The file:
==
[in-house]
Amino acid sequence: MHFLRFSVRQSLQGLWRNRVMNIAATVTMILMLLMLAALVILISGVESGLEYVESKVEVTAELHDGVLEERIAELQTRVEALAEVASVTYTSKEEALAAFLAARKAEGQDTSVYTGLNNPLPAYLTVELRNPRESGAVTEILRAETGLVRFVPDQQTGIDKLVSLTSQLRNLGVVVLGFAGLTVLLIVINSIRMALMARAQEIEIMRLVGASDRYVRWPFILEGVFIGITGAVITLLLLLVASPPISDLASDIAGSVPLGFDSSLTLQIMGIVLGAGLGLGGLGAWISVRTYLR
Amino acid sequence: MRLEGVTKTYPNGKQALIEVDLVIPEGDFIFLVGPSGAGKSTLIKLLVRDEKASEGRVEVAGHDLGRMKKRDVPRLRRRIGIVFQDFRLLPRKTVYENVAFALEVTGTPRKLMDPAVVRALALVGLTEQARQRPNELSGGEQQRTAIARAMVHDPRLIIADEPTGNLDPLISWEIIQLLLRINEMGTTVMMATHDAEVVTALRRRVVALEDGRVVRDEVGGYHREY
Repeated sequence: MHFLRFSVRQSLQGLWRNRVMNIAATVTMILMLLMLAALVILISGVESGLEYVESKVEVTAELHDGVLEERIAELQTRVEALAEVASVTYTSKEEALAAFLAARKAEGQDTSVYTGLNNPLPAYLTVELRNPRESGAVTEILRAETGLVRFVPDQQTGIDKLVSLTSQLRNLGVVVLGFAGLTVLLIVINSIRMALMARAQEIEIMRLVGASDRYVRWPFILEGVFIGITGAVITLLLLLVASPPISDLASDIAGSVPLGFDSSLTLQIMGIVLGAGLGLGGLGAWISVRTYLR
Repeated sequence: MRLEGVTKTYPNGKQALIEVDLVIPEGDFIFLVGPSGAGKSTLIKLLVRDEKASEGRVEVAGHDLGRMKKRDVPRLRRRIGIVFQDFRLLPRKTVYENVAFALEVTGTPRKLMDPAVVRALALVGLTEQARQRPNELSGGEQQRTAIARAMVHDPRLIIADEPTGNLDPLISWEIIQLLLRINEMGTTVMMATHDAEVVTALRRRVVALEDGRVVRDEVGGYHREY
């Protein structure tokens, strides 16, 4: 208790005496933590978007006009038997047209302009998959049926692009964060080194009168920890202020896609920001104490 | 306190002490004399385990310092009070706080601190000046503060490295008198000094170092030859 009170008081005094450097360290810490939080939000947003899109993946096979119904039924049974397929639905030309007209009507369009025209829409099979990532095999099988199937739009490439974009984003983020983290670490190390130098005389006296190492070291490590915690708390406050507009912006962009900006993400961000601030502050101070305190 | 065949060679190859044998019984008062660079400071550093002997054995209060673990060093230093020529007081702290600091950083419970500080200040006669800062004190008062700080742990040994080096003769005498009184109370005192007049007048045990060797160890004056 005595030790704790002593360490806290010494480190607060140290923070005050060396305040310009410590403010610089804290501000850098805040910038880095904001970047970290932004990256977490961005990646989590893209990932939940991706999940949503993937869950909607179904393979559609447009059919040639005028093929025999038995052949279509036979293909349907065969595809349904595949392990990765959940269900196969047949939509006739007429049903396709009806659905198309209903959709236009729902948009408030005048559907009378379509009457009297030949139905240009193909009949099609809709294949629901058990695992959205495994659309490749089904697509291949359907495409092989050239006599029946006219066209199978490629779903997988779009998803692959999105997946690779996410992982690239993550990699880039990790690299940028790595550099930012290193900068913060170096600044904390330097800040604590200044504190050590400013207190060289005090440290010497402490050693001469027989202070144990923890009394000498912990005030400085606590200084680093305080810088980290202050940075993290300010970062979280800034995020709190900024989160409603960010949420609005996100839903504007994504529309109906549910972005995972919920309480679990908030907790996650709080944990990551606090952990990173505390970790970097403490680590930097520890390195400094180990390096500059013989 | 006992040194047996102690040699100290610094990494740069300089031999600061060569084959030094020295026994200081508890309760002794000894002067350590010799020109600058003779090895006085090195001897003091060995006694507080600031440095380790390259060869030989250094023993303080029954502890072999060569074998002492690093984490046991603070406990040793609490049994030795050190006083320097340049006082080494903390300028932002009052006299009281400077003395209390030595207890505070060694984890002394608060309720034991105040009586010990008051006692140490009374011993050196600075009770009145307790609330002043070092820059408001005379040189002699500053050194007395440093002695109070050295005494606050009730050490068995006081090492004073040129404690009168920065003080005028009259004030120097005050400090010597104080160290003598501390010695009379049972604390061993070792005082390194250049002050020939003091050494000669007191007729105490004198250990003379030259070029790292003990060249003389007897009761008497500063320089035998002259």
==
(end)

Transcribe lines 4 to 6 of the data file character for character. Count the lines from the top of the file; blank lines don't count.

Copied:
Repeated sequence: MHFLRFSVRQSLQGLWRNRVMNIAATVTMILMLLMLAALVILISGVESGLEYVESKVEVTAELHDGVLEERIAELQTRVEALAEVASVTYTSKEEALAAFLAARKAEGQDTSVYTGLNNPLPAYLTVELRNPRESGAVTEILRAETGLVRFVPDQQTGIDKLVSLTSQLRNLGVVVLGFAGLTVLLIVINSIRMALMARAQEIEIMRLVGASDRYVRWPFILEGVFIGITGAVITLLLLLVASPPISDLASDIAGSVPLGFDSSLTLQIMGIVLGAGLGLGGLGAWISVRTYLR
Repeated sequence: MRLEGVTKTYPNGKQALIEVDLVIPEGDFIFLVGPSGAGKSTLIKLLVRDEKASEGRVEVAGHDLGRMKKRDVPRLRRRIGIVFQDFRLLPRKTVYENVAFALEVTGTPRKLMDPAVVRALALVGLTEQARQRPNELSGGEQQRTAIARAMVHDPRLIIADEPTGNLDPLISWEIIQLLLRINEMGTTVMMATHDAEVVTALRRRVVALEDGRVVRDEVGGYHREY
């Protein structure tokens, strides 16, 4: 208790005496933590978007006009038997047209302009998959049926692009964060080194009168920890202020896609920001104490 | 306190002490004399385990310092009070706080601190000046503060490295008198000094170092030859 009170008081005094450097360290810490939080939000947003899109993946096979119904039924049974397929639905030309007209009507369009025209829409099979990532095999099988199937739009490439974009984003983020983290670490190390130098005389006296190492070291490590915690708390406050507009912006962009900006993400961000601030502050101070305190 | 065949060679190859044998019984008062660079400071550093002997054995209060673990060093230093020529007081702290600091950083419970500080200040006669800062004190008062700080742990040994080096003769005498009184109370005192007049007048045990060797160890004056 005595030790704790002593360490806290010494480190607060140290923070005050060396305040310009410590403010610089804290501000850098805040910038880095904001970047970290932004990256977490961005990646989590893209990932939940991706999940949503993937869950909607179904393979559609447009059919040639005028093929025999038995052949279509036979293909349907065969595809349904595949392990990765959940269900196969047949939509006739007429049903396709009806659905198309209903959709236009729902948009408030005048559907009378379509009457009297030949139905240009193909009949099609809709294949629901058990695992959205495994659309490749089904697509291949359907495409092989050239006599029946006219066209199978490629779903997988779009998803692959999105997946690779996410992982690239993550990699880039990790690299940028790595550099930012290193900068913060170096600044904390330097800040604590200044504190050590400013207190060289005090440290010497402490050693001469027989202070144990923890009394000498912990005030400085606590200084680093305080810088980290202050940075993290300010970062979280800034995020709190900024989160409603960010949420609005996100839903504007994504529309109906549910972005995972919920309480679990908030907790996650709080944990990551606090952990990173505390970790970097403490680590930097520890390195400094180990390096500059013989 | 006992040194047996102690040699100290610094990494740069300089031999600061060569084959030094020295026994200081508890309760002794000894002067350590010799020109600058003779090895006085090195001897003091060995006694507080600031440095380790390259060869030989250094023993303080029954502890072999060569074998002492690093984490046991603070406990040793609490049994030795050190006083320097340049006082080494903390300028932002009052006299009281400077003395209390030595207890505070060694984890002394608060309720034991105040009586010990008051006692140490009374011993050196600075009770009145307790609330002043070092820059408001005379040189002699500053050194007395440093002695109070050295005494606050009730050490068995006081090492004073040129404690009168920065003080005028009259004030120097005050400090010597104080160290003598501390010695009379049972604390061993070792005082390194250049002050020939003091050494000669007191007729105490004198250990003379030259070029790292003990060249003389007897009761008497500063320089035998002259």